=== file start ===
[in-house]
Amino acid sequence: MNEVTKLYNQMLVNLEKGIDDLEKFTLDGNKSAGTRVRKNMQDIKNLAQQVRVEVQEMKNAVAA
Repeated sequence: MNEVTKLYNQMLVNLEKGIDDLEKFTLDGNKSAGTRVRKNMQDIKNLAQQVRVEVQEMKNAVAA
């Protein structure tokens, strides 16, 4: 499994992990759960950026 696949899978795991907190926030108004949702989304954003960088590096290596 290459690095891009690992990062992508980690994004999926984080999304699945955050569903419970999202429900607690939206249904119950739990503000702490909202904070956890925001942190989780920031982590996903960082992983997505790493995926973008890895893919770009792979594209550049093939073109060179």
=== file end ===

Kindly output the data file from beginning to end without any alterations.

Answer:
[in-house]
Amino acid sequence: MNEVTKLYNQMLVNLEKGIDDLEKFTLDGNKSAGTRVRKNMQDIKNLAQQVRVEVQEMKNAVAA
Repeated sequence: MNEVTKLYNQMLVNLEKGIDDLEKFTLDGNKSAGTRVRKNMQDIKNLAQQVRVEVQEMKNAVAA
């Protein structure tokens, strides 16, 4: 499994992990759960950026 696949899978795991907190926030108004949702989304954003960088590096290596 290459690095891009690992990062992508980690994004999926984080999304699945955050569903419970999202429900607690939206249904119950739990503000702490909202904070956890925001942190989780920031982590996903960082992983997505790493995926973008890895893919770009792979594209550049093939073109060179």